The Rise of Food Tech Start-Ups and the Legal Issues They Face

By: Catherine O'Neill

A new trend in the food industry has the potential to transform the trillion dollar U.S. food economy with its novel approach to dinner preparation. This fad is the meal-kit start up industry, a space with over 150 brands competing in a $1.5 billion market of consumers eager to make healthy meals with pre-prepared, farm-fresh ingredients. Many brands in the industry, such as Blue Apron and HelloFresh, operate by allowing consumers to choose several meals per week from pre-set menus. Those meals are then shipped to the consumer in kits which have all the ingredients necessary to make the recipes.

Companies in this industry are attractive to investors because they have little overhead, aside from the costs of operating food distribution centers, and only bear shipping costs to the consumer. In fact, meal-kit start-ups have raised a reported $650 million in venture-backed capital in recent years while earning revenues of $500 million in 2015 alone. The industry’s revenues are expected to increase tenfold in the next five years. The tremendous amount of growth in this sector is impressive, but it has not come without growing pains. Few meal-kit start-ups are cash-flow positive, which reflects the reality that only those in the industry who are able to produce meals on a massive scale are able to survive the competition. The start-ups also offer deep discounts to entice consumers to try the products, while spending nearly $100 in marketing expenditures per consumer in hopes of educating consumers about the meal-kits.

One company in particular, Blue Apron, has emerged from the competition and is so successful that it is considering an initial public offering for next year. The company is purportedly projecting $1 billion in revenue over the coming twelve months, and would be valued at $3 billion if it were to go public. These estimates follow Blue Apron’s most recent valuation of $2 billion after receiving $135 million in investments in 2015. The industry leader has over 4,000 employees at three fulfillment centers and is growing rapidly. But Blue Apron, like others in the industry with venture-backed financing, has run into legal trouble keeping up with the pace of demand and the pressure to scale rapidly. The company in particular has had health and safety violations, violent incidents at its fulfillment centers, and poor working conditions reported by employees. On top of that, Blue Apron’s co-founder is a chef and has had no experience running warehouses before, adding to the chaos.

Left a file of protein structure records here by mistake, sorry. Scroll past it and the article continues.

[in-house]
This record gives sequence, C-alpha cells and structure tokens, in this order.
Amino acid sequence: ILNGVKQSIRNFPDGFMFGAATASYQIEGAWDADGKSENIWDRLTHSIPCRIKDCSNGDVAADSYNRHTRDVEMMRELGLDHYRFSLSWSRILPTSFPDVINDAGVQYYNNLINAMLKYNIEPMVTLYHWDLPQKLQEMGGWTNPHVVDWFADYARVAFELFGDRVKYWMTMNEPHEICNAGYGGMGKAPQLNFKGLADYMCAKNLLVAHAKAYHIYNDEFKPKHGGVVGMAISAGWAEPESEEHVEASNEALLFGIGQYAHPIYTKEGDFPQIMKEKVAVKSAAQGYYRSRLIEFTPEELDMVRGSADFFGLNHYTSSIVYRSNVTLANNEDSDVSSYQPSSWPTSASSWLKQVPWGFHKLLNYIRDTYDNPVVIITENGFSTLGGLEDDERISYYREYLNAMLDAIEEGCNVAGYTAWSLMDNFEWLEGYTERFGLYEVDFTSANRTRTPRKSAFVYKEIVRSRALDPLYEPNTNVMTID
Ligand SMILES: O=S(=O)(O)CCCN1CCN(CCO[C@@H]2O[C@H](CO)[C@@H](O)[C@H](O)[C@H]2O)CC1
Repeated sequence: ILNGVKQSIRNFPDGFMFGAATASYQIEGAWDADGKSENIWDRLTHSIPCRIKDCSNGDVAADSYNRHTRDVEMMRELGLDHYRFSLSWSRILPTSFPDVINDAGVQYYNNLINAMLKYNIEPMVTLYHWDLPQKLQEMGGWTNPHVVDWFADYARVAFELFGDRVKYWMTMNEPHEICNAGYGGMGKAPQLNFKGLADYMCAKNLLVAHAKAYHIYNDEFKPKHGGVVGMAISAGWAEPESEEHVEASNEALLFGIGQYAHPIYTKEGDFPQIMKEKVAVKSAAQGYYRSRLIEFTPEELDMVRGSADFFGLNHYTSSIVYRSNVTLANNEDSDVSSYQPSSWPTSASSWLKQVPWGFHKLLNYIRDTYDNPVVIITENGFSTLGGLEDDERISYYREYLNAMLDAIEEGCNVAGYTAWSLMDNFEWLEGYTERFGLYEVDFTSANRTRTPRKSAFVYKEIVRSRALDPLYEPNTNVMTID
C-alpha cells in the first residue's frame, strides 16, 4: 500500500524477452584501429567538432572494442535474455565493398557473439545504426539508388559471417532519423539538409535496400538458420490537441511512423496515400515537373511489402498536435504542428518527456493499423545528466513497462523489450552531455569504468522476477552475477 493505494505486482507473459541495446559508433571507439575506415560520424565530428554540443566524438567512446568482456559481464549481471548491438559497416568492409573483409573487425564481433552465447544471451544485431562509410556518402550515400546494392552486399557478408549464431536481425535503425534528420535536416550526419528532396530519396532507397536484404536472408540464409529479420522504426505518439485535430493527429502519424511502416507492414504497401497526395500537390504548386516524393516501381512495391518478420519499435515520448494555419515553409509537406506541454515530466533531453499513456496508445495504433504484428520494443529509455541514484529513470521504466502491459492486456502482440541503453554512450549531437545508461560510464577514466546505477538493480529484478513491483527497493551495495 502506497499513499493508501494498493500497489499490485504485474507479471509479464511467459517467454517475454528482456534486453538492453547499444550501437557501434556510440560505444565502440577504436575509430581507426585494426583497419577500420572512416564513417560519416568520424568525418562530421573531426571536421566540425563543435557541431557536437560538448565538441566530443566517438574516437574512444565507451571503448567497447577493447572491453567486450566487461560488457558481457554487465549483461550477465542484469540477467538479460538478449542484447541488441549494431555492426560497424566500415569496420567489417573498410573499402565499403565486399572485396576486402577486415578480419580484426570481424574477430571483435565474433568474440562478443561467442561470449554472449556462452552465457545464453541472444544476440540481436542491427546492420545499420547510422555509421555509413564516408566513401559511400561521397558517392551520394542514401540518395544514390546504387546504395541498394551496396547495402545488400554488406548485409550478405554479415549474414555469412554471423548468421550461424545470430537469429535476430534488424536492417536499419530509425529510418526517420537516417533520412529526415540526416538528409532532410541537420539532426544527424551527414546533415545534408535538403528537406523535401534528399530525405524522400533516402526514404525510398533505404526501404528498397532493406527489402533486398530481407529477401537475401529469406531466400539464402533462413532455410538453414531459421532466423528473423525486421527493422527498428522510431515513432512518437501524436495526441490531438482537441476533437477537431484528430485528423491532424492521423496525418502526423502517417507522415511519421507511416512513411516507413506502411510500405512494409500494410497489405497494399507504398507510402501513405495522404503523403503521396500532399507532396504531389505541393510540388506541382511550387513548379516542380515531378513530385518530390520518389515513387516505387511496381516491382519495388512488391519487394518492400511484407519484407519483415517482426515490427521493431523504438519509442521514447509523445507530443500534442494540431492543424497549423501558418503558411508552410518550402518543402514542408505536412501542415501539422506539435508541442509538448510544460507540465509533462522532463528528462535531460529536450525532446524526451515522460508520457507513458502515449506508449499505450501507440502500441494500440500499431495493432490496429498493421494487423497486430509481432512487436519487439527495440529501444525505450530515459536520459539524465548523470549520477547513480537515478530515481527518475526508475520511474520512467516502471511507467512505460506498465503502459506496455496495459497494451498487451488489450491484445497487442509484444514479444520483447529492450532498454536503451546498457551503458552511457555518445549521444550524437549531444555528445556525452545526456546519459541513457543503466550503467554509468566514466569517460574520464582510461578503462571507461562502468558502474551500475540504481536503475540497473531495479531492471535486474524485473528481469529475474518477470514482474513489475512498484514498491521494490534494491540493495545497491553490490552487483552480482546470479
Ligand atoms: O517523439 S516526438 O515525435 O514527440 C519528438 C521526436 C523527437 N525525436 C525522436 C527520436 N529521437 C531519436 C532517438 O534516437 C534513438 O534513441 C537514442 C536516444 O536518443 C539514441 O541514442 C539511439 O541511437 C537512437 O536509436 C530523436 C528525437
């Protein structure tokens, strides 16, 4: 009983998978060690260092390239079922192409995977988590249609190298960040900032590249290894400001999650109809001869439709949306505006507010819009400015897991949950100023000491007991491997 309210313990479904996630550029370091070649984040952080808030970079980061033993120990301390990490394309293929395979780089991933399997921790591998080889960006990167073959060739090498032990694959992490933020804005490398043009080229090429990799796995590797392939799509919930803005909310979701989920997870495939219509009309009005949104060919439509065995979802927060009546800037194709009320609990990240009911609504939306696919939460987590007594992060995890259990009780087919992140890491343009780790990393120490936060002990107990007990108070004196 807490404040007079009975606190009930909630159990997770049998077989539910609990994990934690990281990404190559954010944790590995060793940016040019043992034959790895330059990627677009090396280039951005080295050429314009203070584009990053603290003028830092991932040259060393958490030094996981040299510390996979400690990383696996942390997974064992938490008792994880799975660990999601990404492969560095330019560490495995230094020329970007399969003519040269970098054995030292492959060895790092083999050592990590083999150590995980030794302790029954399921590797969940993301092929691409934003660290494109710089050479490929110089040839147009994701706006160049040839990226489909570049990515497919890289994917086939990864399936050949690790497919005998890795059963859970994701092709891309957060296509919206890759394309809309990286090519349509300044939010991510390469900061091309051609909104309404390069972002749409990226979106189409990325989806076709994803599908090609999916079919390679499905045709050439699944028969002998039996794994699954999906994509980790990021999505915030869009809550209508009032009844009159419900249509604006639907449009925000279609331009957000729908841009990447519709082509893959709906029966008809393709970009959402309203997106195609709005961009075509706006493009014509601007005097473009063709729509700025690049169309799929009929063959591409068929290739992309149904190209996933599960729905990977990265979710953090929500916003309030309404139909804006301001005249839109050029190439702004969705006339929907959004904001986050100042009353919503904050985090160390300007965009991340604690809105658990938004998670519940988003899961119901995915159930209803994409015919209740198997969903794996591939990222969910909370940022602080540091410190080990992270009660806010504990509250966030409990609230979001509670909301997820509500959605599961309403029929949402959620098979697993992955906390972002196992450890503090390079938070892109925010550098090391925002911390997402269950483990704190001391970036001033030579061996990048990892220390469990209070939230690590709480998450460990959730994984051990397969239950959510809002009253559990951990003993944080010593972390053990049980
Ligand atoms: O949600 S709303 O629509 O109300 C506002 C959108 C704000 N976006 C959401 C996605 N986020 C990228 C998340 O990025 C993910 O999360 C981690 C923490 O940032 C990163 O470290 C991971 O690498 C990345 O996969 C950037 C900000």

The governmental agency that oversees working conditions for meal-kit start-up employees is the Occupational Safety and Health Administration (OSHA). The Administration aims to ensure healthful workplaces by setting and enforcing standards for employers, while also providing training and education for employers. To that end, OSHA has created guidelines that food manufacturing facilities should implement for their workers which center around the prevention of work-related musculoskeletal disorders. The disorders often come from employees working in repeated and sustained postures while performing highly repetitive tasks, which is common in the meal-kit industry because of the chopping of food that occurs in fulfillment centers. Buzzfeed recently investigated the fulfillment centers of Blue Apron and found that the company in the past year alone had nine violations with California’s Division of Occupational Safety and Health for unsafe conditions that put workers at risk for both fractured bones and chemical burns. On top of that, earlier last year, Blue Apron was given another $13,050 penalty for an employee forklift accident.